Alex Gibney in "The Armstrong Lie."
Alex Gibney in "The Armstrong Lie."

He might also find "The Armstrong Lie" educational: Faced with lawsuits demanding as much as $100 million in damages from the U.S. Postal Service-sponsored team, Armstrong faces the worst road to recovery since he survived cancer. He might be irredeemable at this point, but "The Armstrong Lie" shows that he nevertheless has a firm grip on the dynamics of the sport, and so his talents aren't entirely dismissible.

Gibney outlines the strategies involved in team-based cycling and proves, through careful analysis of Tour de France footage, that Armstrong was capable of thinking through the competition in the heat of the action. Could he find a second life as a trainer? An anti-doping advocate? A whistleblower like his fellow disgraced players? "The Armstrong Lie" makes it clear that Armstrong will never compete in cycling again, but that doesn't mean he has to go into hiding.

However, it does prove that he still has plenty of penance left if he desires any kind of return to the public eye. Aside from the chemicals he injected into his body -- and the blood he temporarily removed from it, in one particularly gnarly illegal procedure known as blood doping -- Armstrong also bullied and slandered anyone who attempted to stand in his way. Targets included former teammate Frankie Andreu and his wife Betsy, both of whom testified against Armstrong and faced his wrath when he spoke out against them in the media. "The Armstrong Lie" reckons with this tendency as well: Armstrong not only committed to breaking the rules, he helped enforce the system that allowed him to get away with it.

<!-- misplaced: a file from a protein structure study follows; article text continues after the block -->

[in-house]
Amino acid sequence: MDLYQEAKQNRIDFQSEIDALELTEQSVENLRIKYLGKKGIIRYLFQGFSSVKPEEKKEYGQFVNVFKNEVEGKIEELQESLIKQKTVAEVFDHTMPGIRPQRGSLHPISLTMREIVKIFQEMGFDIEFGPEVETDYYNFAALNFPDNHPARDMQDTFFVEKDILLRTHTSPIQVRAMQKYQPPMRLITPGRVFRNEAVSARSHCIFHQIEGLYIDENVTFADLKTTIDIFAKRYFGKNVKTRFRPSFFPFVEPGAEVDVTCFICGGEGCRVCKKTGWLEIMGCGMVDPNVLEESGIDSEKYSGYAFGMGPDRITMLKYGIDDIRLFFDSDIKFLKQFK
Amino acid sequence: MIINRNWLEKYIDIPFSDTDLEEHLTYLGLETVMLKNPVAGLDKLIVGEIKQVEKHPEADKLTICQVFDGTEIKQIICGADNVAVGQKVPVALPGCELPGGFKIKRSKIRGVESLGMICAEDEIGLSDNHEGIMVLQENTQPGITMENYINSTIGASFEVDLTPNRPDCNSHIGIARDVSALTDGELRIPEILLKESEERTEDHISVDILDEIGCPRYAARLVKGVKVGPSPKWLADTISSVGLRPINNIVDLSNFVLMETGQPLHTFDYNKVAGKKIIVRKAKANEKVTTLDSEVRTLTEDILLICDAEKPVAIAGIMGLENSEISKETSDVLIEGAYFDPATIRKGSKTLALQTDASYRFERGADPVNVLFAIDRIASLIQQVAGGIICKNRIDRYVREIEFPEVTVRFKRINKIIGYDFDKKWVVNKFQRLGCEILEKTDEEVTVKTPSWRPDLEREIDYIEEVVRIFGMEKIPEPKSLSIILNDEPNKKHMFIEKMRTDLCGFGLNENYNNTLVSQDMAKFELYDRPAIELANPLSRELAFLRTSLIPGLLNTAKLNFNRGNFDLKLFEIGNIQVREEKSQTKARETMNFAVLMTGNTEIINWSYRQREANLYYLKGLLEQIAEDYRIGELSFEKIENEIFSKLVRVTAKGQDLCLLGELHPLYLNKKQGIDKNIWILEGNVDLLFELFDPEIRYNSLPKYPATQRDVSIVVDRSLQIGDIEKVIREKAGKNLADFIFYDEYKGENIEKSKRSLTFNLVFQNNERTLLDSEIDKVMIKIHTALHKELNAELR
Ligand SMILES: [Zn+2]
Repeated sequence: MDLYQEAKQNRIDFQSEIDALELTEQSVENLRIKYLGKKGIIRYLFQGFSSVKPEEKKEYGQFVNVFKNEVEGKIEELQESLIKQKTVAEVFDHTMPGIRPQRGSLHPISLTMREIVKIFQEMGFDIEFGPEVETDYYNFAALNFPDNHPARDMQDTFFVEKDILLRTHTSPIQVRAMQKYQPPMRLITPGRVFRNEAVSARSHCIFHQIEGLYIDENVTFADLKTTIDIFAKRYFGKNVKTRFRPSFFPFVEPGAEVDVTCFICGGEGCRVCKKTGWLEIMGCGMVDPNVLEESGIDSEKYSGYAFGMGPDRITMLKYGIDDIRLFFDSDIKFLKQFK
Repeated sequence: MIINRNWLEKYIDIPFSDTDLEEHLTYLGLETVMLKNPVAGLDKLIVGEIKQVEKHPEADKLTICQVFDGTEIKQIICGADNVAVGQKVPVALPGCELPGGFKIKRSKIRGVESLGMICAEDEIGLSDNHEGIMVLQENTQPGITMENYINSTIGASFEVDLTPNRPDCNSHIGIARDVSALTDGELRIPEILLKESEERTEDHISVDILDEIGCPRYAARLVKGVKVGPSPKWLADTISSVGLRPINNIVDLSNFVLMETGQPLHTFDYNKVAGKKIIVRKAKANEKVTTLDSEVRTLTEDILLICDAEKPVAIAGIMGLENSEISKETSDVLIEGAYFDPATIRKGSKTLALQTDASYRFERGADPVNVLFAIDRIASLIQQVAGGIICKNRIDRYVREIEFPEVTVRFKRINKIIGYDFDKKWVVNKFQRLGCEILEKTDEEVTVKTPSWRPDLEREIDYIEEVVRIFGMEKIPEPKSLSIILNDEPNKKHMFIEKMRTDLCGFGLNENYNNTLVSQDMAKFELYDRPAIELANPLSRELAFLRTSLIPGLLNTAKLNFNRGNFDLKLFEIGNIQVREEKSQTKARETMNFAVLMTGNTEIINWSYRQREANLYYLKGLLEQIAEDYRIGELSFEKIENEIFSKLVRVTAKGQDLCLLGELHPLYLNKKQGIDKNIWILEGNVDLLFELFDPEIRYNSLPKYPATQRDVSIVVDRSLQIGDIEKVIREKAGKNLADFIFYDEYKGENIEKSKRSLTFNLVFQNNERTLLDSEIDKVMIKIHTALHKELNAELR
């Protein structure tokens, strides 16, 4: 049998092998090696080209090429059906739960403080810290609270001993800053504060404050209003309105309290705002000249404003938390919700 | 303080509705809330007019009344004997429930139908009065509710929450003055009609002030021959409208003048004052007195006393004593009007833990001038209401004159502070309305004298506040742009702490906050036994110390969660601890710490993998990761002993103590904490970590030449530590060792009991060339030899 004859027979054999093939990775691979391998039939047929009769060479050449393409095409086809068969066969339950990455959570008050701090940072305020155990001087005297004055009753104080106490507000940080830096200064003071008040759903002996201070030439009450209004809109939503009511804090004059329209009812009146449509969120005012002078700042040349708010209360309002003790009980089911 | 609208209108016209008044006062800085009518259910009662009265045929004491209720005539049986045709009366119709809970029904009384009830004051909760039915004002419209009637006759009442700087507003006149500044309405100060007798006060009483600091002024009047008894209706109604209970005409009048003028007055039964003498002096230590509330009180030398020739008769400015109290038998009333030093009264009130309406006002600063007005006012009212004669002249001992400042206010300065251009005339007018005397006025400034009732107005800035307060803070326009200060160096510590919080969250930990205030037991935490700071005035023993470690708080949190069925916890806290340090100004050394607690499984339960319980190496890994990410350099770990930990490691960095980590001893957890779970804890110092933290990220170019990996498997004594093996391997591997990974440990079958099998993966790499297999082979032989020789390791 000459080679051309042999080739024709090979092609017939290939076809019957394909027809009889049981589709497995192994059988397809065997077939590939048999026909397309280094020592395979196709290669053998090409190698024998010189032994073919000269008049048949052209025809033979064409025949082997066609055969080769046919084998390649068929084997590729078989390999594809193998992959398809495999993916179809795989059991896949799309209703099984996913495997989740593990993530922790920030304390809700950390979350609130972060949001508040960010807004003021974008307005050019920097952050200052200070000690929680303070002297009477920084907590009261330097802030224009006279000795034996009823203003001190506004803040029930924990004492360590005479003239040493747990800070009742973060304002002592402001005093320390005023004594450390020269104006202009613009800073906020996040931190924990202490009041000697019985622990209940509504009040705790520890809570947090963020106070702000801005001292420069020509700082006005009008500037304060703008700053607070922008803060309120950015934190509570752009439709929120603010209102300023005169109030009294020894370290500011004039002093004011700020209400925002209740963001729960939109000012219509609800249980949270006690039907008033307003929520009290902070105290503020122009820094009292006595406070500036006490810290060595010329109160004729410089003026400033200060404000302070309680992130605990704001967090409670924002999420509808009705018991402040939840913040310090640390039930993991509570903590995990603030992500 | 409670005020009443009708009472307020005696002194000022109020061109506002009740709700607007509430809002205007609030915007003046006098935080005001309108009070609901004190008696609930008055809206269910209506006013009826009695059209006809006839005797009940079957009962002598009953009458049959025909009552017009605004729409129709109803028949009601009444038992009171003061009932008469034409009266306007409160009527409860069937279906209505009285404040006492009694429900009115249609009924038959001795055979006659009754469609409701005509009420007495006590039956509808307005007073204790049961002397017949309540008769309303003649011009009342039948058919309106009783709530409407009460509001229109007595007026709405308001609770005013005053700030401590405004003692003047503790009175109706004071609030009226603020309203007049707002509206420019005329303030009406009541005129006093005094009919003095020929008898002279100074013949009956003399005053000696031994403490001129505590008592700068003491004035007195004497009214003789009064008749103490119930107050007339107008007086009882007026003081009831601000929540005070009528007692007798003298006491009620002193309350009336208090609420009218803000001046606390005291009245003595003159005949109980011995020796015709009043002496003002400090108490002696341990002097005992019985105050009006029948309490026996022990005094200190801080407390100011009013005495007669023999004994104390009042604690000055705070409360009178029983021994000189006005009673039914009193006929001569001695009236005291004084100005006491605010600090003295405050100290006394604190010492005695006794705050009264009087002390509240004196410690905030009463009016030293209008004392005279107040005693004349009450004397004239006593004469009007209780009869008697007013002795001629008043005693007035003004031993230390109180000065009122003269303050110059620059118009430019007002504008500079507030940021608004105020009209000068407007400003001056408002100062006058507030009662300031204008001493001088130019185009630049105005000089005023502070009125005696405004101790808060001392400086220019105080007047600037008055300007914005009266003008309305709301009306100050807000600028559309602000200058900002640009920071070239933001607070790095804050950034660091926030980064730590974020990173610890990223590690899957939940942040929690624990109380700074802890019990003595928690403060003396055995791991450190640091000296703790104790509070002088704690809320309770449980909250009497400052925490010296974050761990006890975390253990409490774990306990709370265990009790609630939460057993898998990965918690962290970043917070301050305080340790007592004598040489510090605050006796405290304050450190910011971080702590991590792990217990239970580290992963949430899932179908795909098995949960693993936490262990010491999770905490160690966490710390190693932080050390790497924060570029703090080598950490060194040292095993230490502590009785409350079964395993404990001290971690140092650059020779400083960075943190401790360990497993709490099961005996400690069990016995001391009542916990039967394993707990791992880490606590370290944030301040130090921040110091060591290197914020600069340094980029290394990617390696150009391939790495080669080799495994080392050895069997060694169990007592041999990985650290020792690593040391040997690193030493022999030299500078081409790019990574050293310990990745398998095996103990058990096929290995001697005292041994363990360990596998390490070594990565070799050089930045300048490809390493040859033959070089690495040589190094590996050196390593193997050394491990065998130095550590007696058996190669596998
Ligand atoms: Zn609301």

There's no doubt that he has considered the wicked nature of his behavior many times over, but Armstrong is also trapped in his own troubled headspace. "The Armstrong Lie" extracts his string of wrongdoings by arranging them into an enthralling, if not revelatory, story. This fresh positioning should appeal to Armstrong's instincts as a storyteller himself. As he told Gibney earlier this year, the public has seen "two narratives" of Armstrong without getting the full meal; with "The Armstrong Lie," a third narrative has arrived to inch toward some semblance of the big picture.

Criticwire Grade: B+

HOW WILL IT PLAY? Sony Pictures Classics released "The Armstrong Lie" in limited release this week. The film has already generated enough press that it seems poised to perform well over the next several weeks and remain in contention during awards season.